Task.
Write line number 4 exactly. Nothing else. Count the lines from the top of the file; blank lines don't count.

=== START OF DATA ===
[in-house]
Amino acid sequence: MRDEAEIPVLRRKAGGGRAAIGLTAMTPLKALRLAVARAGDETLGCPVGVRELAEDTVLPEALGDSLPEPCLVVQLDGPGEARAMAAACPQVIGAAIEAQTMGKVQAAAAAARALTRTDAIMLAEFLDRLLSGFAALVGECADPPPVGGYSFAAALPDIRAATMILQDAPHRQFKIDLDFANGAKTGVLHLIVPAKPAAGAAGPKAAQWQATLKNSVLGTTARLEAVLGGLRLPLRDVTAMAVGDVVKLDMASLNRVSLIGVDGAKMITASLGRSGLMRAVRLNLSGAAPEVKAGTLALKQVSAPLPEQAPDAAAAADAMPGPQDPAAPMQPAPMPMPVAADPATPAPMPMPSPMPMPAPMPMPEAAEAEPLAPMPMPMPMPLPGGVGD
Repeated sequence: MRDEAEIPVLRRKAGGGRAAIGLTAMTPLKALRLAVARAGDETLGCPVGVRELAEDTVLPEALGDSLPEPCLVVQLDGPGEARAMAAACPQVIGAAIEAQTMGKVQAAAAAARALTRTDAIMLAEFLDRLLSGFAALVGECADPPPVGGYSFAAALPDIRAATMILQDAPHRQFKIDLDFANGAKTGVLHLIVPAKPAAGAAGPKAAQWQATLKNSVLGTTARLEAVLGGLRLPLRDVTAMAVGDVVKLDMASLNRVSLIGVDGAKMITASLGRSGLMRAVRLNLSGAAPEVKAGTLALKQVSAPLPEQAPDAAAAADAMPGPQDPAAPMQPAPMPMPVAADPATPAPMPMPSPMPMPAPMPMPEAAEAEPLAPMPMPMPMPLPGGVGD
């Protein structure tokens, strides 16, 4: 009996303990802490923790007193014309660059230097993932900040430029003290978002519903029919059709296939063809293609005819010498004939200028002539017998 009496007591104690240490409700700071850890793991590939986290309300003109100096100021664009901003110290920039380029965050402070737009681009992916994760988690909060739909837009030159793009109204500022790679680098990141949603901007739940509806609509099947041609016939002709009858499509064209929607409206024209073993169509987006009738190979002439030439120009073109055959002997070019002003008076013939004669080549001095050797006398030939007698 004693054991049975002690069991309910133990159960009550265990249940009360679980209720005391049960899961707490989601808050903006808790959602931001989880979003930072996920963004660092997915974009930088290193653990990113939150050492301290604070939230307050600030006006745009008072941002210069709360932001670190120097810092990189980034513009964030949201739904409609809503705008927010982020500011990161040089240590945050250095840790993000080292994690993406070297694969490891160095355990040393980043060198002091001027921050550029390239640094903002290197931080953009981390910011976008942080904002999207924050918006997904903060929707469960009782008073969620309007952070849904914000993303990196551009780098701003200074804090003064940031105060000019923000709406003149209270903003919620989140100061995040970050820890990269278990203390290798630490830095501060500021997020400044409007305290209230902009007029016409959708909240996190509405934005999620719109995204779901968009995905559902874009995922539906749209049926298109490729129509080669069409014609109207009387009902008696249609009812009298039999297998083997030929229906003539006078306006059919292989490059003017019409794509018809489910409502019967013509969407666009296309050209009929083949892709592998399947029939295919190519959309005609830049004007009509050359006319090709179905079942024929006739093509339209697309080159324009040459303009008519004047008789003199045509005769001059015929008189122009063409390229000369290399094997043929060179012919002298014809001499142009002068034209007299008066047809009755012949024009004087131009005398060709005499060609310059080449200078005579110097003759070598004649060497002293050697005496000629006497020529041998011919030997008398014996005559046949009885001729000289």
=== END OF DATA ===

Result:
């Protein structure tokens, strides 16, 4: 009996303990802490923790007193014309660059230097993932900040430029003290978002519903029919059709296939063809293609005819010498004939200028002539017998 009496007591104690240490409700700071850890793991590939986290309300003109100096100021664009901003110290920039380029965050402070737009681009992916994760988690909060739909837009030159793009109204500022790679680098990141949603901007739940509806609509099947041609016939002709009858499509064209929607409206024209073993169509987006009738190979002439030439120009073109055959002997070019002003008076013939004669080549001095050797006398030939007698 004693054991049975002690069991309910133990159960009550265990249940009360679980209720005391049960899961707490989601808050903006808790959602931001989880979003930072996920963004660092997915974009930088290193653990990113939150050492301290604070939230307050600030006006745009008072941002210069709360932001670190120097810092990189980034513009964030949201739904409609809503705008927010982020500011990161040089240590945050250095840790993000080292994690993406070297694969490891160095355990040393980043060198002091001027921050550029390239640094903002290197931080953009981390910011976008942080904002999207924050918006997904903060929707469960009782008073969620309007952070849904914000993303990196551009780098701003200074804090003064940031105060000019923000709406003149209270903003919620989140100061995040970050820890990269278990203390290798630490830095501060500021997020400044409007305290209230902009007029016409959708909240996190509405934005999620719109995204779901968009995905559902874009995922539906749209049926298109490729129509080669069409014609109207009387009902008696249609009812009298039999297998083997030929229906003539006078306006059919292989490059003017019409794509018809489910409502019967013509969407666009296309050209009929083949892709592998399947029939295919190519959309005609830049004007009509050359006319090709179905079942024929006739093509339209697309080159324009040459303009008519004047008789003199045509005769001059015929008189122009063409390229000369290399094997043929060179012919002298014809001499142009002068034209007299008066047809009755012949024009004087131009005398060709005499060609310059080449200078005579110097003759070598004649060497002293050697005496000629006497020529041998011919030997008398014996005559046949009885001729000289």